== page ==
If you update your app, you can deploy the updated version by entering the same command you used to deploy the app the first time. The new deployment creates a new version of your app and promotes it to the default version. The older versions of your app remain, as do their associated VM instances. Be aware that all of these app versions and VM instances are billable resources.

You can reduce costs by deleting the non-default versions of your app.

To delete an app version:

  1. In the GCP Console, go to the App Engine Versions page.

    Go to the Versions page

  2. Click the checkbox next to the non-default app version you want to delete.
  3. Click Delete delete at the top of the page to delete the app version.

For complete information about cleaning up billable resources, see the Cleaning up section in the final step of this tutorial.

Application structure

Bookshelf app deployment process and structure

The application stores all persistent data in Cloud Datastore.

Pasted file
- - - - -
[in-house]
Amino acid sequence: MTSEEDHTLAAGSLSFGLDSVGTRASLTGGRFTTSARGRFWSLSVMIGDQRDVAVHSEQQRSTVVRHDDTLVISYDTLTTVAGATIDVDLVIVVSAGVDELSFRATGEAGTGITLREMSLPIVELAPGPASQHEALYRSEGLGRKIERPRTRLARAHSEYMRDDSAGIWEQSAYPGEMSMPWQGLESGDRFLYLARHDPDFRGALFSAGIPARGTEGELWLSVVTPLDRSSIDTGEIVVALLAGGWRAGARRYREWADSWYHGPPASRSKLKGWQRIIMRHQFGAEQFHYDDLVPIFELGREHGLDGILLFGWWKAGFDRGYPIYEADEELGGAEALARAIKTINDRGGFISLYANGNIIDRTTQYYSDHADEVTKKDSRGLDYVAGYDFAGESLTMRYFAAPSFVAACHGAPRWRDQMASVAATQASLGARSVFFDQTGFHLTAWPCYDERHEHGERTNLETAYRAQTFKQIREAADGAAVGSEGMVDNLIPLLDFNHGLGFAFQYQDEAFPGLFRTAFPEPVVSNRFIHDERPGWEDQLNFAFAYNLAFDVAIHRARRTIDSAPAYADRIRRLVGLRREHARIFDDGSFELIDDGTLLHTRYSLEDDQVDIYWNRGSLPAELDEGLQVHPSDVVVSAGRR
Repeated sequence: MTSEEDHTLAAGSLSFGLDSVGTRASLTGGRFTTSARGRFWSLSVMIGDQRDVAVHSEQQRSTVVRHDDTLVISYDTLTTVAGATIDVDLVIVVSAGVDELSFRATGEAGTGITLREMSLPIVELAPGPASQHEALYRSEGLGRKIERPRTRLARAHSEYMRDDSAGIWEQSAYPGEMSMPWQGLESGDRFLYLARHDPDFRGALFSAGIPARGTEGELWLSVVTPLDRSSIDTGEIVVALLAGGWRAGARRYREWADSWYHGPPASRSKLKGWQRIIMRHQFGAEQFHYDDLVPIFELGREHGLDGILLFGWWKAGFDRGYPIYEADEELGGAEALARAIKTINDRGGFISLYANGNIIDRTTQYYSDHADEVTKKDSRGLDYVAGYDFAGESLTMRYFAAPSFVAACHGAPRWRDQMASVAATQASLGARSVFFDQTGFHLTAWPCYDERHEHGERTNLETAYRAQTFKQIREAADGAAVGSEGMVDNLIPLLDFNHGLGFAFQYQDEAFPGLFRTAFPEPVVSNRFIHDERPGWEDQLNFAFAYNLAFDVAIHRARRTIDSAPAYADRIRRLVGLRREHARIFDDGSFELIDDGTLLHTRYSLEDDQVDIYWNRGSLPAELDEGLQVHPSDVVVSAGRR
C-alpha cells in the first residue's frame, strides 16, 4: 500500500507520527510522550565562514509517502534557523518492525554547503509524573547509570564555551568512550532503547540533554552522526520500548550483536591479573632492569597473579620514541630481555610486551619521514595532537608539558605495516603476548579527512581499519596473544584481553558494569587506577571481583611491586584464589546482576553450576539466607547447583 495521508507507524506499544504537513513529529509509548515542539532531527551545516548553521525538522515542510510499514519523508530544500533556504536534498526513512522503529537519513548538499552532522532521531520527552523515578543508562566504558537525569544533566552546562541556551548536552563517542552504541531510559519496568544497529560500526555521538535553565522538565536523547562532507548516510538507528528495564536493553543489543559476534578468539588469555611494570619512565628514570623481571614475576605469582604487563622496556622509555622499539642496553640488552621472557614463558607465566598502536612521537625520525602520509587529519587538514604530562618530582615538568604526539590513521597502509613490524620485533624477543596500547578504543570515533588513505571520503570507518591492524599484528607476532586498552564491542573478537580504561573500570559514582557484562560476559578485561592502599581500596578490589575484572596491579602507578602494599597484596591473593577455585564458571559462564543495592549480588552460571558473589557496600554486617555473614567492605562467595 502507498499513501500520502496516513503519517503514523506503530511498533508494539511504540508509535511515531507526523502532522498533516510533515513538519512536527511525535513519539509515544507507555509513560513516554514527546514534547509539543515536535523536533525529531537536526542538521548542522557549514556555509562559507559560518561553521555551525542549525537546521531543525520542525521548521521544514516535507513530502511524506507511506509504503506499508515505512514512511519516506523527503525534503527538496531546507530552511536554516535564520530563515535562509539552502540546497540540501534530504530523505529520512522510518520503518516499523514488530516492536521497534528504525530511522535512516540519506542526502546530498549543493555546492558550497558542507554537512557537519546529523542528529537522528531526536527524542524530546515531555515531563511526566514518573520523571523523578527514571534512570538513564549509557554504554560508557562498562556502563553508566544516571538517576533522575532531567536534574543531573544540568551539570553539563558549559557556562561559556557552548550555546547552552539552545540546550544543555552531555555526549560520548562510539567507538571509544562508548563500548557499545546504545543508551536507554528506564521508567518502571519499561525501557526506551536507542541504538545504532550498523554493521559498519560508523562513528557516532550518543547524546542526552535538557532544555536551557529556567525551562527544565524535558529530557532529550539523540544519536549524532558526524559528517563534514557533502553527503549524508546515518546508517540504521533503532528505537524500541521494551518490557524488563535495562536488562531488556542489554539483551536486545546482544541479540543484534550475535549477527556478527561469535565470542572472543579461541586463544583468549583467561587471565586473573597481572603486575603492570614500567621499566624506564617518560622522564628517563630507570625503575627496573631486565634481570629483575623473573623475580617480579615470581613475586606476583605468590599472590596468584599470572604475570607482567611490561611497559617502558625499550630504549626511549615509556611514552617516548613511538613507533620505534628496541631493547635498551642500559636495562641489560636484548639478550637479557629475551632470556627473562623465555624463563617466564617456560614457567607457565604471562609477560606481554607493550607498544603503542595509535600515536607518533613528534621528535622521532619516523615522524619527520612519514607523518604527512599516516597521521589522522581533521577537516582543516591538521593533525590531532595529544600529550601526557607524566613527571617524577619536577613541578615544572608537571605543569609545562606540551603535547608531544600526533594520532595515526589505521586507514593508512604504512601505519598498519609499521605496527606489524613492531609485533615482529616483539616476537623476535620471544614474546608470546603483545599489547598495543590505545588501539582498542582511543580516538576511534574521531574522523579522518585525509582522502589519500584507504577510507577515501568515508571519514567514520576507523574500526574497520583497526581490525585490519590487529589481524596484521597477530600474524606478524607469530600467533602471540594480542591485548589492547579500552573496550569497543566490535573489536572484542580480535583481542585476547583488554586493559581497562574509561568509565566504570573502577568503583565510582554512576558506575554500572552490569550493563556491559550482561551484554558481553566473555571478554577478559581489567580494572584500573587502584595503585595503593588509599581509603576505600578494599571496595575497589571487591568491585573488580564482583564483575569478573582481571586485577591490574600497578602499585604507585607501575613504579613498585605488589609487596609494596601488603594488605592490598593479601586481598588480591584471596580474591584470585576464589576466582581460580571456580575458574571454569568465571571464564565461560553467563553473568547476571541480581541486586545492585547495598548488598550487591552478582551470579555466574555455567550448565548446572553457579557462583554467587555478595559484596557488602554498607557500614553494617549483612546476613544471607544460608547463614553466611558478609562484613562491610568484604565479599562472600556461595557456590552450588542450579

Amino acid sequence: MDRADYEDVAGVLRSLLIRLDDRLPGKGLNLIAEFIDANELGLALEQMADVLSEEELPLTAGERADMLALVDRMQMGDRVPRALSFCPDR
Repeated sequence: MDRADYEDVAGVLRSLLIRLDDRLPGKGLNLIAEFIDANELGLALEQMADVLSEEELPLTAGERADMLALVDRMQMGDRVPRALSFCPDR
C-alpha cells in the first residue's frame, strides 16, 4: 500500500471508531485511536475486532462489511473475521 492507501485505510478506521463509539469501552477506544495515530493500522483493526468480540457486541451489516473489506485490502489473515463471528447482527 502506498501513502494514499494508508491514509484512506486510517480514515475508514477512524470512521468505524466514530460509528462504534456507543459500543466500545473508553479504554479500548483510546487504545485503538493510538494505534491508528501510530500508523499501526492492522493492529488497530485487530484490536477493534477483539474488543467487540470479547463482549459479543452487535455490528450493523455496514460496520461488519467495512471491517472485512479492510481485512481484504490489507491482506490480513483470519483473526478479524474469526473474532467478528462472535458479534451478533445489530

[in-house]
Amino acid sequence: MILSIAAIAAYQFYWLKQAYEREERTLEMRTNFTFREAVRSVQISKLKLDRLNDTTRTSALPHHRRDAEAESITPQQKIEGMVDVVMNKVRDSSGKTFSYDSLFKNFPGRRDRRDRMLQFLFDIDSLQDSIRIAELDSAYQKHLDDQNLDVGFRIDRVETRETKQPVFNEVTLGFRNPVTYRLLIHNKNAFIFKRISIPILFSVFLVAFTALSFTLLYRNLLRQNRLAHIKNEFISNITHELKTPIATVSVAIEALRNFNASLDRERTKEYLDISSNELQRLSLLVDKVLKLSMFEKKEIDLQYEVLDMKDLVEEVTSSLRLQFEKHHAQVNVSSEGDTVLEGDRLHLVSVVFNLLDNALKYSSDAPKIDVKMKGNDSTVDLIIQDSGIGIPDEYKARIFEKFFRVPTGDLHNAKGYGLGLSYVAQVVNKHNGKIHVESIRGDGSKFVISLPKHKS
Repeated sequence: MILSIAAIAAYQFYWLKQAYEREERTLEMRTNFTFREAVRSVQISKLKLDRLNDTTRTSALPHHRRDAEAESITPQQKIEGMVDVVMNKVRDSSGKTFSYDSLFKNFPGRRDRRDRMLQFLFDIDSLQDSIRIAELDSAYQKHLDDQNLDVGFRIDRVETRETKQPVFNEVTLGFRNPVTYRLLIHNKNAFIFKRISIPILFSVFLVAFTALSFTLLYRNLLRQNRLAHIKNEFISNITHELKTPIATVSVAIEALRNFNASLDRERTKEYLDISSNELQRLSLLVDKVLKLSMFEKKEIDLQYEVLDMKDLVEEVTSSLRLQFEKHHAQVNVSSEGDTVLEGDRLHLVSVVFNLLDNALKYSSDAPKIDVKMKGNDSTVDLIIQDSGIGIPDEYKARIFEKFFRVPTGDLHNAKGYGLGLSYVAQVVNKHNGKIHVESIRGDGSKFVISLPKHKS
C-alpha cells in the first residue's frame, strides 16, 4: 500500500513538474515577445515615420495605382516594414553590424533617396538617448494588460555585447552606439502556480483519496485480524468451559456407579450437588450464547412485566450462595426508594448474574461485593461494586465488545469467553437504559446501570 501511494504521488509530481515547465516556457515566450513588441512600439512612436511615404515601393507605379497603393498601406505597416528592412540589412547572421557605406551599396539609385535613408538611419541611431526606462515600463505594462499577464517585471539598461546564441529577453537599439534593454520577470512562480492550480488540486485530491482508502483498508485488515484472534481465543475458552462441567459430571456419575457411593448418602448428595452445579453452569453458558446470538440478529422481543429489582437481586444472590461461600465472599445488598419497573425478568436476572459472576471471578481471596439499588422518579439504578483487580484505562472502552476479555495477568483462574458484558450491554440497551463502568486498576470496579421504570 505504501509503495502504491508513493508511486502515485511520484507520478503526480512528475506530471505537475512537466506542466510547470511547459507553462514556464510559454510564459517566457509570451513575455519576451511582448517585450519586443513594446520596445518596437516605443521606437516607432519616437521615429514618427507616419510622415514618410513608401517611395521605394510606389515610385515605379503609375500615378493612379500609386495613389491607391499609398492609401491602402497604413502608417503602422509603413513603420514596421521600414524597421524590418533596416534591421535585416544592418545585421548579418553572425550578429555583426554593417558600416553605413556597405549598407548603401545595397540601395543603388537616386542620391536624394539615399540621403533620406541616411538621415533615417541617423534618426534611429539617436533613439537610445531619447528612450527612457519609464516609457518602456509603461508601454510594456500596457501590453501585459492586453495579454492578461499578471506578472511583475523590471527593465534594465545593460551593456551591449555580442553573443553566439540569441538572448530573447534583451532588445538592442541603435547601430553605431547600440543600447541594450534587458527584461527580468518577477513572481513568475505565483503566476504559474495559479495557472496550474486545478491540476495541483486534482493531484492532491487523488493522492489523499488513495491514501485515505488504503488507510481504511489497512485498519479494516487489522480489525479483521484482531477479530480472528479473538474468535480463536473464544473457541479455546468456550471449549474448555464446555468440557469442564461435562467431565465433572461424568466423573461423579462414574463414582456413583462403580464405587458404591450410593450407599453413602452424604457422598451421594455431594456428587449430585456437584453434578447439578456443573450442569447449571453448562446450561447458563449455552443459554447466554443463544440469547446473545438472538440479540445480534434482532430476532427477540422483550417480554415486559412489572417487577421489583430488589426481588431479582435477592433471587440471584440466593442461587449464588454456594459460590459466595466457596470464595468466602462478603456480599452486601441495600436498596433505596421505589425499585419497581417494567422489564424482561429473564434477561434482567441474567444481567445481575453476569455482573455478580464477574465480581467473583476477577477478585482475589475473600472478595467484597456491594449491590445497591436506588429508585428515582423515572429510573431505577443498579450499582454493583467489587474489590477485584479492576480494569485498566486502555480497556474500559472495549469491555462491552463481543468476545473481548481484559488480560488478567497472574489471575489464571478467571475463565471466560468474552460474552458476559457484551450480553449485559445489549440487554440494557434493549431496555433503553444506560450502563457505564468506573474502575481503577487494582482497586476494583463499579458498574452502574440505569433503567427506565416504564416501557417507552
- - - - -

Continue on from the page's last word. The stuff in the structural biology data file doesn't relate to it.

Understanding the code

This section walks you through the application code and explains how it works.

Handling user submissions with forms

The add/edit HTML form allows users to add and edit book submissions within the app.

Image of add/edit Form

The HTML form is created using Flask's default template engine, Jinja2. The following template defines a simple form that includes input fields for Title, Author, Date Published, and Description:

{% extends "base.html" %}

{% block content %}
<h3>{{action}} book</h3>

<form method="POST" enctype="multipart/form-data">

  <div class="form-group">
    <label for="title">Title</label>
    <input type="text" name="title" id="title" value="{{book.title}}" class="form-control"/>

  <div class="form-group">
    <label for="author">Author</label>